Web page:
There is a high possibility of food contamination as demand for perishable food has risen with rising incomes. Food protection plays a major role in the efficient use of food, as food poisoning can take place during intake of unhealthy food. However, even the minimum standard of quality has not been maintained while growing vegetables and crops with respect to use of inputs, such as pesticides and fertilisers, although the provision has been mentioned in the Food Safety Policy 2076.
Urbanisation has increased the physical distance between small farm holders and the consumers.
Hence, some safety measures are needed to deliver the produce. Nepal's constitution has mentioned the need of sanitation, but its implementation aspect is not effective.
The government should implement regulations with regard to sanitation of hands while packaging vegetables that are to be transported to the market.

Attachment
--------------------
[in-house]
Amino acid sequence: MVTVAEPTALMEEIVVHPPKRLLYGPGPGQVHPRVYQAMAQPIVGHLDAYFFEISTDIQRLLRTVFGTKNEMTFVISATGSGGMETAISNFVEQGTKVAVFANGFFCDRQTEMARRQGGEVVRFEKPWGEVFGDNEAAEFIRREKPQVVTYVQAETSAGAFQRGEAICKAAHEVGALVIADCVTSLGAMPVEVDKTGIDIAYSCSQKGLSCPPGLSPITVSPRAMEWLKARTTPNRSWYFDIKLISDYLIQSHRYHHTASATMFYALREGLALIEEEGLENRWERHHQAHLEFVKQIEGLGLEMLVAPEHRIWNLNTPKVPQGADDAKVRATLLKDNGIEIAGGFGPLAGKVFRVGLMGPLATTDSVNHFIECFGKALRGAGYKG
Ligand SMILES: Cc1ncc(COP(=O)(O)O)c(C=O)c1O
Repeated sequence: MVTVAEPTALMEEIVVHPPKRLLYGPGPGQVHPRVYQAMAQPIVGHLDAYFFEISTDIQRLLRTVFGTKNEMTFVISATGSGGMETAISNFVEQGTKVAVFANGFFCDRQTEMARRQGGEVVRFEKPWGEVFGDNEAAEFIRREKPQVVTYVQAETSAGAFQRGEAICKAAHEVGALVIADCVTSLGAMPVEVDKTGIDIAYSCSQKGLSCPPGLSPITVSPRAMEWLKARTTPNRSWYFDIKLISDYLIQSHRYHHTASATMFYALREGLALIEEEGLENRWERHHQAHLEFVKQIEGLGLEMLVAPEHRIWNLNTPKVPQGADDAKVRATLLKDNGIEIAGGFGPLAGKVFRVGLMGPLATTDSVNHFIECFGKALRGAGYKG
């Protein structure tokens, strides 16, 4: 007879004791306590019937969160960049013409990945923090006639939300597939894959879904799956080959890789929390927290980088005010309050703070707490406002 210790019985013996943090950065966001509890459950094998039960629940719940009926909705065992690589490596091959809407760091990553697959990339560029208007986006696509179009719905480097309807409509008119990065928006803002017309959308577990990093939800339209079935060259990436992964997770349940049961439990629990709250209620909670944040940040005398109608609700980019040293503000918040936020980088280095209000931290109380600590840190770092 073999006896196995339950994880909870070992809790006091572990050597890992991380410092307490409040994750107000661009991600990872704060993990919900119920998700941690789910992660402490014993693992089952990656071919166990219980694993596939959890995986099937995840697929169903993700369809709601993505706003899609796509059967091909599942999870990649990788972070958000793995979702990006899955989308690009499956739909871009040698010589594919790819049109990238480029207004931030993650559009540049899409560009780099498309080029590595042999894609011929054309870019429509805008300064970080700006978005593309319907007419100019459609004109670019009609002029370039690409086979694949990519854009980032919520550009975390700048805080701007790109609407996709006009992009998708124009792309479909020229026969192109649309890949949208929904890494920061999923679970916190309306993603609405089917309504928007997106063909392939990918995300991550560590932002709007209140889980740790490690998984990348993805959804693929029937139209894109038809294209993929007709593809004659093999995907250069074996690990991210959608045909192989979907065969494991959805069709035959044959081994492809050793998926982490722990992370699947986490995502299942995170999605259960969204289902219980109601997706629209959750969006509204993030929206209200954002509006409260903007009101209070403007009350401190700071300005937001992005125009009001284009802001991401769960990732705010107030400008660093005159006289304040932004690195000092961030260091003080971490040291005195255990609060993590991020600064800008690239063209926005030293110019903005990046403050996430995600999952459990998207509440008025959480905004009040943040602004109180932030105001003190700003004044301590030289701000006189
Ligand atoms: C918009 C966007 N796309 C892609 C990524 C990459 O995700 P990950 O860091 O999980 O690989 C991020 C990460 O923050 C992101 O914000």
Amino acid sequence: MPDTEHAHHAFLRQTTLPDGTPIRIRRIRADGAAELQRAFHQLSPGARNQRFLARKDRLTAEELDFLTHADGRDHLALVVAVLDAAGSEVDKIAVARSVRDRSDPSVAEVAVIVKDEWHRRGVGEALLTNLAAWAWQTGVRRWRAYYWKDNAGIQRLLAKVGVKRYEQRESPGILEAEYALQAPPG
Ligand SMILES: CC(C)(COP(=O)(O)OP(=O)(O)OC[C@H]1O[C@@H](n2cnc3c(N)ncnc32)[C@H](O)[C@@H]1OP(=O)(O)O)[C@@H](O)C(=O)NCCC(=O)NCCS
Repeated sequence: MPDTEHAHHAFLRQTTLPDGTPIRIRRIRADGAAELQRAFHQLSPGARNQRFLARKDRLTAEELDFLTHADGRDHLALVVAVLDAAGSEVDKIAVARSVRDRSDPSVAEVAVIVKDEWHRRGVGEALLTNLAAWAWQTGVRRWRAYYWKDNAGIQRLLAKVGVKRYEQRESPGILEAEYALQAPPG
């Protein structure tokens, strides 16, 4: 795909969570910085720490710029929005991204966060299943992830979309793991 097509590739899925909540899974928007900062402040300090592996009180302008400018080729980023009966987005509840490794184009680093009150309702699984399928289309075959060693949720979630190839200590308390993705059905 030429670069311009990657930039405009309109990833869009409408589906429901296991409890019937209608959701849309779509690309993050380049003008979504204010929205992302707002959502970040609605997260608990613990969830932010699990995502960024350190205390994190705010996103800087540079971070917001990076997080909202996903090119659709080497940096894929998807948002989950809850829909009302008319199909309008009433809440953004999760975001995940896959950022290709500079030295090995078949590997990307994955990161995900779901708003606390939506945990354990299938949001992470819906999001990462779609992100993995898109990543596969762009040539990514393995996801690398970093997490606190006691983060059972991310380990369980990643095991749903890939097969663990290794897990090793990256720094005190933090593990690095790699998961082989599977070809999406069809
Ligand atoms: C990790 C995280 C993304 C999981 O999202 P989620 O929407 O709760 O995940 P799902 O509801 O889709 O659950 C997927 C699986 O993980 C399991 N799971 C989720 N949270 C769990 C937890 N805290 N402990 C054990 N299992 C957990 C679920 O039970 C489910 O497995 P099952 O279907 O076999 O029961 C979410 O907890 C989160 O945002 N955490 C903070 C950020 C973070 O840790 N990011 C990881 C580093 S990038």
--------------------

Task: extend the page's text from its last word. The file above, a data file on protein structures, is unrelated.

Consumers' safety can be addressed through public awareness. Consumers should be aware that vegetables should be packed separately, not mixed with fresh or frozen raw foods, such as meat and poultry.
The establishment of warehouses near farms and vegetable shops can help reduce the wastage of vegetables caused by pests.
The government should ensure delivery vehicles running frequently between farms and shops.
This initiative, if taken, can reduce vegetables from rotting by 25 percent.
The Right to Food and Food Sovereignty Act, passed in 2018, has stressed on the availability of nutritious food to the Nepalis and the right of the Nepali people to freely pursue agriculture as an occupation.
However, farmers that have no arable land to cultivate must be ensured their rights.
A version of this article appears in the print on February 18, 2021, of The Himalayan Times.